There is nobody
To hold up these children
They are strangers here as if fallen from the stars.
None wonders, not even God—where these children must be sleeping
Late at night, what they must be eating!
Such are the children of my land (Thingnam, EAEI, 2011, p. 30).
If the state forces have killed civilians in terms of thousands, the revolutionaries, going by the number of suspicious deaths reported at a daily frequency, must also have killed an equal, if not more, number of people. If the deaths in various crimes are added to the toll, the figure must be quite alarming, quite to the extent of being a grave demographic issue. This ethnic self-immolation is a matter of great concern to what was a small “nation” flanked by geographically estranged lands of ethnic mongoloids on the east and the ethnically distinct and previously politically unrelated Indian sub-continent and the middle-east on the west. Meitei Ei (Meitei I) throbs worriedly:
Mother when cutting myself
With this sword every day
I never thought I’d die.
Please rescue me, from self-immolation! (Thingnam, EAEI, 2011, p. 66).
This ethnic self-immolation is the gravest concern to the Manipuris (in spite of the rhetorical “Meitei” in the title risking sounding patriotic which most poems in both of the collections obviously are, confirmed by the poet’s own introductory confession) because external aggressions and challenges could be faced relatively more easily, but mutual elimination among the Manipuris (especially the Meiteis) is emaciating the “nation”, weakening it defenselessly from the inside. The poem concludes with:
Mother! As for this aggression of others, let me face them,
But first please rescue me from this self-immolation,
Else I’ll die soon surely (Thingnam, EAEI, 2011, p. 66).
Patriots, died long ago, remain immortalized, and their names are respected almost in sacred terms by national histories all over the world. However, despite sacred names in the history of Manipur, the mention of which inspires awe and instills some thrill in any Manipuri hearts, the term “patriot” (leibak ningba in Manipuri) has acquired a sarcastic connotation in the last 20 years in Manipur which has dominated its denotation which has currency elsewhere beyond this twisted state. This historical sacrilege, contamination of the sacred is effected by the demoralized practices of the insurgents who were once respected “revolutionaries” since the early 1990s. Exorbitant extortions, diktat impositions, interfering where unnecessary and unwanted, assuming absolute authority over every aspect of social life without being called for, torturing and killing people for nonconformity or holding different views, treating people as expendable to save their own hide, etc. in the name of patriotism, of the “revolution for motherland”—these practices have made “patriotism” as well as “motherland” to some lesser degree taste bitter to the Manipuri civil senses. This bitter sense of “patriotism”, thus, has put majority of the civil section of the Manipuri society off what could have been a harmless but more patriotic practice emanating spontaneously sheer from their human nature, with no name given to it. In utter contrast to what is otherwise always the case, the too many revolutionary “patriots” of the day instill a nauseous feeling in the civil population, and this disgust phenomenon etherizes and numbs them as the poem, Imagidamak (Eina Touningba Ama) (For Mother (Something I Want to Do)), says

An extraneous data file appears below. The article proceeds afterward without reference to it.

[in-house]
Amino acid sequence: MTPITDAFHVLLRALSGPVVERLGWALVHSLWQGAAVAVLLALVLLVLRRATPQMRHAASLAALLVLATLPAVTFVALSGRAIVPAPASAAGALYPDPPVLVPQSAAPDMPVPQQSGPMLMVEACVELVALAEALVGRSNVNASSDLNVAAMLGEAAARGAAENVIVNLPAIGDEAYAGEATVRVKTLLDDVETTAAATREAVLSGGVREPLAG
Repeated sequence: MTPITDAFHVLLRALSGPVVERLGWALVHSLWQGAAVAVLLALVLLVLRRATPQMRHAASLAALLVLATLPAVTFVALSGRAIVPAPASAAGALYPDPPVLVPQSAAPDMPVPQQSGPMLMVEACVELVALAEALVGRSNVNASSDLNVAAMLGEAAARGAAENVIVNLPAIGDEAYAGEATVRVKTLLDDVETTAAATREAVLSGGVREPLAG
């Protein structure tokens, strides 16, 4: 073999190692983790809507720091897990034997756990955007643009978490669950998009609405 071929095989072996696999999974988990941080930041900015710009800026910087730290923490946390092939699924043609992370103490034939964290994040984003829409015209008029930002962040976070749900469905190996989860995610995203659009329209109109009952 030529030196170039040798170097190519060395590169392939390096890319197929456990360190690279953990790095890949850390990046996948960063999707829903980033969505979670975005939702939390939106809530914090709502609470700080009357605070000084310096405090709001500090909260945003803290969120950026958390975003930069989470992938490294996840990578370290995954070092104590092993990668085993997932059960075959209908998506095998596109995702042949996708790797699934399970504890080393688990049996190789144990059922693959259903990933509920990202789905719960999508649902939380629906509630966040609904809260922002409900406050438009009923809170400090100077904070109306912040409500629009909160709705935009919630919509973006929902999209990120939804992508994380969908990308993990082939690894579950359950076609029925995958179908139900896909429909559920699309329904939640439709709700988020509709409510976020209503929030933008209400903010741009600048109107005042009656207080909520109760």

Mother! What’s left for me to do—
Your sons maddened by love for you, intoxicated
They pour out of their homes with swords, and guns in hands
They are patrolling every street and alley, guarding you.
My legs can’t be pulled free as if in sleep
My deadened organs,
But mother, this is not a dream—
I feel lethargic
Feel don’t like doing aught for you, mother (Thingnam, EAEI, 2011, p. 89).